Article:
Is it possible to have this discussion without resorting to name calling? I consider myself an environmentalist but I am in no way, shape or form either a Nazi or a Communist.


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Ray Hewitt
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Re: An Academic Analysis of Deflation


You are taking the epithets Nazi and Communist too literally. Reisman lists the parallels between environmentalism and those forms of collectivism. You decide if you fit any part of that description.

This is not name calling. I think many environmentalists have good intentions but haven't given much thought to the political goals of the mainstream groups.

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Re: An Academic Analysis of Deflation

As a environmentalist, I hardly view myself as a collectivist.  I just want my kids to have clean food, air, and water when they get to be my age.  If they can live somewhere that doesn't give them cancer that would be even better.  Perhaps this puts me at odds with the 'political goals of the mainstream groups',  I don't know.  Most of my environmentalist actions have centered around fighting against building more coal power plants here in Indiana where I live.  I don't want to hear about 'clean coal' until someone can actually do clean coal.  Am I being too much of a capitalist to want coal plants to pay for cleaning up the pollution they cause, rather than the government pay this business expense?   Is it asking too much to not subsidize one technology [coal] that will cause billions of dollars of health care costs that I as a tax payer will also have to pick up the tab for, while making it harder for technologies (wind, geothermal, etc) that have been proven on a large scale, and don't pollute at all?  (sorry about the run-one sentence)


I guess environmentalism is a camp that has attracted people from both the far left (the recycled communists you speak of) and the far right (people like me who take property rights so seriously that it leads them to believe you should be allowed to pollute all over my property).  Don't assume all people that think protecting our natural resources are left-leaning.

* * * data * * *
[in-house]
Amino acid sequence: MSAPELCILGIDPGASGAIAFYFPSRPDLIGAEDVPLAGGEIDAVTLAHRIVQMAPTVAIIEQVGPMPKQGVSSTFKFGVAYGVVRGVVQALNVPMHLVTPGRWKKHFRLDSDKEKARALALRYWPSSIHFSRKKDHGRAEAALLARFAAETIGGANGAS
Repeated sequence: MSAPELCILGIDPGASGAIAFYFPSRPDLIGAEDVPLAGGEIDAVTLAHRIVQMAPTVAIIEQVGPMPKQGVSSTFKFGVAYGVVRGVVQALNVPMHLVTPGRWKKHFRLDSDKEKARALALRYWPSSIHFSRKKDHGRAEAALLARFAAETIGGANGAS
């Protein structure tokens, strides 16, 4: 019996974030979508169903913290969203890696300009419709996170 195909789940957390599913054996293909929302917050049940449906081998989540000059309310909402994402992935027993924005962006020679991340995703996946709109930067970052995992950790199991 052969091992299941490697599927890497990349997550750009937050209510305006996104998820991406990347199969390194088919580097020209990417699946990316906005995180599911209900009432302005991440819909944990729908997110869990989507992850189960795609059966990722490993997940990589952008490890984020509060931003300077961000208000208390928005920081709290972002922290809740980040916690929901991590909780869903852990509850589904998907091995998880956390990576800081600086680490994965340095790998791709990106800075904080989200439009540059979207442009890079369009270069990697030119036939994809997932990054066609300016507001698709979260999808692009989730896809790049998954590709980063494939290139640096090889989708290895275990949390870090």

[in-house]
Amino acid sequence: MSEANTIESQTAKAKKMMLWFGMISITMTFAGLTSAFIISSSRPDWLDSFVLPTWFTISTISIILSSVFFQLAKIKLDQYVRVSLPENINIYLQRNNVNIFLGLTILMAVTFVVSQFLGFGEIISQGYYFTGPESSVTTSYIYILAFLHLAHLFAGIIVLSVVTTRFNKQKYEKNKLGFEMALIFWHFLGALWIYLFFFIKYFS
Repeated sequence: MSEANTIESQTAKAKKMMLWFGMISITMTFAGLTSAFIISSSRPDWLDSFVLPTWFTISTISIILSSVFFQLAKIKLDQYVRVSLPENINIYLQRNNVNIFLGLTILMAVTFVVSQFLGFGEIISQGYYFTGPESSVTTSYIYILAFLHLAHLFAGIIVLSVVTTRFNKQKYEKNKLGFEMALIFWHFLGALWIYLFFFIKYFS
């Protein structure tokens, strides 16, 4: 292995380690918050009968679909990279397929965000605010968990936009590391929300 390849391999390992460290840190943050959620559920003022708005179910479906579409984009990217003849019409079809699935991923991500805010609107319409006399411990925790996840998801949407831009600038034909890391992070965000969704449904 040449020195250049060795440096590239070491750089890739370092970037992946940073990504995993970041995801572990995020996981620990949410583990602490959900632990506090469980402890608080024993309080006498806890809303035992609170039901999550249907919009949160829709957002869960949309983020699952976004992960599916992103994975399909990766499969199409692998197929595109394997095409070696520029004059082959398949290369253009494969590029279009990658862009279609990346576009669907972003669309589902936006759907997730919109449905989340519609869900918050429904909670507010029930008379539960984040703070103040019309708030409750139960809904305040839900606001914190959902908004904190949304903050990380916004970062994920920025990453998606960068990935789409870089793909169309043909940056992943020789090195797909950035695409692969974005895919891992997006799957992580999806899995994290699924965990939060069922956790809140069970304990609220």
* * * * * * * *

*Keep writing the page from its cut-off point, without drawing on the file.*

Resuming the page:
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Re: An Academic Analysis of Deflation

Thank goodness Reisman is a Professor Emeritus and therefore not actively spewing his nonsense to today's impressionable young scholars in the classroom.

About 10 percent of his comments are obvious, another 10 percent trivial and the remainder as useful as yak dung.

Here's a few Socratic method inspired questions for Reisman-

1) Ok, if falling prices aren't a proper measure of Deflation, how do YOU measure Deflation?

2) How does the debacle in the American mortgage markets and resultant near collapse of the world's financial system support your case for laissez-faire capitalism?

3) Abraham Lincoln and Teddy Roosevelt were environmentalists and conservationists, so could you explain why that makes them Nazi's when they both died before it was invented?

Oh, wait a minute, the good professor doesn't allow easy feedback to his shallow pontifical missives on any of his web sites.

Guess my questions will go unanswered.

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Mike Pilat
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Re: An Academic Analysis of Deflation